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Babies born at 37 weeks or less are classified as premature. This means that they had less time than they need to fully develop. Health issues may arise from this shortened time frame and can affect their sight because the eyes go through the final stage of development in the last three months of pregnancy. So, the earlier a baby is delivered, the higher the chances of there being incomplete development of the eyes thus leading to eye problems.

Risk factors for premature birth

These are some factors that can cause premature birth:

  • Mothers under 17 and over 35 years of age
  • Babies of African descent
  • A pregnancy with multiple babies (e.g. twins, triplets)
  • The mother being overweight or underweight
  • Mother having medical conditions like high blood pressure, diabetes, preeclampsia etc.
  • Stress
  • Drug use
  • Smoking and secondhand smoke
  • Alcohol
  • Domestic violence

Possible Eye Problems

Eye defects that can arise from prematurity include:

Retinopathy of prematurity (ROP)

The blood vessels growth can be disrupted when the baby is born prematurely causing abnormal vessels to form in the retina. Most premature babies also need to be on oxygen when born. While this helps their lungs, it disrupts the flow of oxygen to the eyes and prevents proper eye development.

The blood vessels might begin to swell and leak blood and this could cause retinal detachment, leading to vision problems and in some cases, blindness.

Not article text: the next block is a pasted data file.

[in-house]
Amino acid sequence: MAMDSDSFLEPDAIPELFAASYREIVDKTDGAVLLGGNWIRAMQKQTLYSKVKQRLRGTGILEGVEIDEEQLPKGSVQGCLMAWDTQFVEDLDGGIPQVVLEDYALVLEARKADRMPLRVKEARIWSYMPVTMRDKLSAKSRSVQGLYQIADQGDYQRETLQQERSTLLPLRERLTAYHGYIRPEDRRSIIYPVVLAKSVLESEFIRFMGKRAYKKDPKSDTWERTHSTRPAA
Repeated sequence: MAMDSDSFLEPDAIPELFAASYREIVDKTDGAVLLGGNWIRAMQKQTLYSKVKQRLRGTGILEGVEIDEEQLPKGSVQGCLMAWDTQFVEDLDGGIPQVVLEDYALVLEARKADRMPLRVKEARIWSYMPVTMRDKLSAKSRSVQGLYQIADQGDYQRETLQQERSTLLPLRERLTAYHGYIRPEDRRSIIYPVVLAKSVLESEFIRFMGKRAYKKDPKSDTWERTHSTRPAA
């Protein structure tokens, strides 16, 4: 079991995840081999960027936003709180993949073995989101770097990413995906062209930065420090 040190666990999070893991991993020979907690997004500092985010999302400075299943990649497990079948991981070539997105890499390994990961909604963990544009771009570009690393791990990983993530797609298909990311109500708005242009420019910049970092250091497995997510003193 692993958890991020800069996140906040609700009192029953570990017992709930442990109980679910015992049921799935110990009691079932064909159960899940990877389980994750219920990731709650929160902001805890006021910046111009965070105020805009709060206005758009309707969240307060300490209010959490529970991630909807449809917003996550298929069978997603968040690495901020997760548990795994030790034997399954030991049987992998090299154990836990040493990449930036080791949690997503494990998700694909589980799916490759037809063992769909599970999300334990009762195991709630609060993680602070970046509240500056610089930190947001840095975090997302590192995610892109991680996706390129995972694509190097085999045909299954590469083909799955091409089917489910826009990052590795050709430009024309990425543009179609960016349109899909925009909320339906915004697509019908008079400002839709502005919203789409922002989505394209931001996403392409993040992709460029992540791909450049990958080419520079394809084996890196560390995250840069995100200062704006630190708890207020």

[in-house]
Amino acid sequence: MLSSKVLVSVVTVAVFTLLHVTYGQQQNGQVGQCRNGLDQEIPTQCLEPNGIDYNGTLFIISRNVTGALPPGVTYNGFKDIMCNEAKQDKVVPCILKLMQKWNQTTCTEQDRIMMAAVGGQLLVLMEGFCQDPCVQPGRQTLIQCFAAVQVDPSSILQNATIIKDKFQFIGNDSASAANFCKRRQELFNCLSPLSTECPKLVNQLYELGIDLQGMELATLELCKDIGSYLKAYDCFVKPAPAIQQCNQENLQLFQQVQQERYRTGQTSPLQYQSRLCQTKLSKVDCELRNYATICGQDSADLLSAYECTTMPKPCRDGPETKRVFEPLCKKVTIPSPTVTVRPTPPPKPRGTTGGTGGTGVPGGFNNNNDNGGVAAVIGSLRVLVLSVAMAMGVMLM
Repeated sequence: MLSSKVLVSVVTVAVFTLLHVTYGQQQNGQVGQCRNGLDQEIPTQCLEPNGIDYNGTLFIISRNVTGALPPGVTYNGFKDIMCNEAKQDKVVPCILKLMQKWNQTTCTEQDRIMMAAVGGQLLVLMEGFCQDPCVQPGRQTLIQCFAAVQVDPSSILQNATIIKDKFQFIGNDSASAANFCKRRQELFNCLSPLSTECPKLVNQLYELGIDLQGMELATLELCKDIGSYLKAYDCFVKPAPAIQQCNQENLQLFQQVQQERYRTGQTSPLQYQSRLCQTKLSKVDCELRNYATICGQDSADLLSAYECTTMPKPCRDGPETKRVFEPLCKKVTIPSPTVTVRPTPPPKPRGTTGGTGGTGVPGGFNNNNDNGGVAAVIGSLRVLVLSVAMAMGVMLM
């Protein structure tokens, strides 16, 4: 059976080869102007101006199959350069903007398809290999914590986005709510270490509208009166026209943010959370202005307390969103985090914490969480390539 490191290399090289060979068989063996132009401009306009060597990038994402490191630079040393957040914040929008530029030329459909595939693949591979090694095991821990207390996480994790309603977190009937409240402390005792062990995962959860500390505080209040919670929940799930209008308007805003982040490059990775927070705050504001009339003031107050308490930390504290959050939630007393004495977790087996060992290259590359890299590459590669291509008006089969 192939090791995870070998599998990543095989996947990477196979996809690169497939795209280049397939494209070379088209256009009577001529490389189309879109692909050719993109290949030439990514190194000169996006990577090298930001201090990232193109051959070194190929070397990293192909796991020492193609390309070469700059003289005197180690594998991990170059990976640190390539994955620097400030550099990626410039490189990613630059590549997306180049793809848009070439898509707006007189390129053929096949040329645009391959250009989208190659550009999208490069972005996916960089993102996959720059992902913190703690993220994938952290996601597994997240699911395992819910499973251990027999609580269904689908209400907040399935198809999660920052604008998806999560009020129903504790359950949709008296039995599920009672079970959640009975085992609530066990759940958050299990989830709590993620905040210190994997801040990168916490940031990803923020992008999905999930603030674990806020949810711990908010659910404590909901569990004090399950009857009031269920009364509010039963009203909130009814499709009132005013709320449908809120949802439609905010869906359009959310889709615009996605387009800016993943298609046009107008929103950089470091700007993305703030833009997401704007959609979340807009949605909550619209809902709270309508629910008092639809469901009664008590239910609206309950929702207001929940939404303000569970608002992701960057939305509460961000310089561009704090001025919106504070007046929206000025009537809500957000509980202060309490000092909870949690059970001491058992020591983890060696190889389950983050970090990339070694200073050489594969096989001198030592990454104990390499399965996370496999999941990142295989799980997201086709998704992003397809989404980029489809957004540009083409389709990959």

Other complications of ROP include strabismus (cross eyes), short-sightedness, long-sightedness, glaucoma, amblyopia (lazy eye)

ROP is prevalent among babies born before 31 weeks or at very low birth weight. Most cases are mild and only a few warrant treatment.

Strabismus or “Cross eyes”

While it can be a complication from ROA, strabismus (cross eyes) is directly connected to low birth weight in babies. These babies have a higher risk of developing strabismus later in life. It often presents in children under the age of 5 and causes a misalignment in one or both eyes. It usually occurs when the cranial nerves responsible for eye movement are weak, or when the eye muscles have a problem.

If not diagnosed or treated early enough it could lead to permanent vision problems.

Strabismus could be horizontal (where one or both eyes turn inwards) or vertical (when one eye is higher or lower than the other normally positioned eye).


As connected to ROP, a retinal detachment which goes undetected could lead to blindness. But there are other causes of blindness in prematurity unrelated to ROP.  In rare cases, the baby could be born without certain parts of the eye such as the iris or even the whole eyeball, which would result in vision loss.



Premature babies are routinely checked in the first three months for sight and hearing challenges. If any sight challenge is noted the appropriate treatment would be administered. Most defects can be treated and others managed properly.

Any changes noted in the eyes particularly in the first year of birth should be mentioned to the doctor managing the case. Contact us for further information and knowledge on how to care for the eyes of premature and low birth weight babies.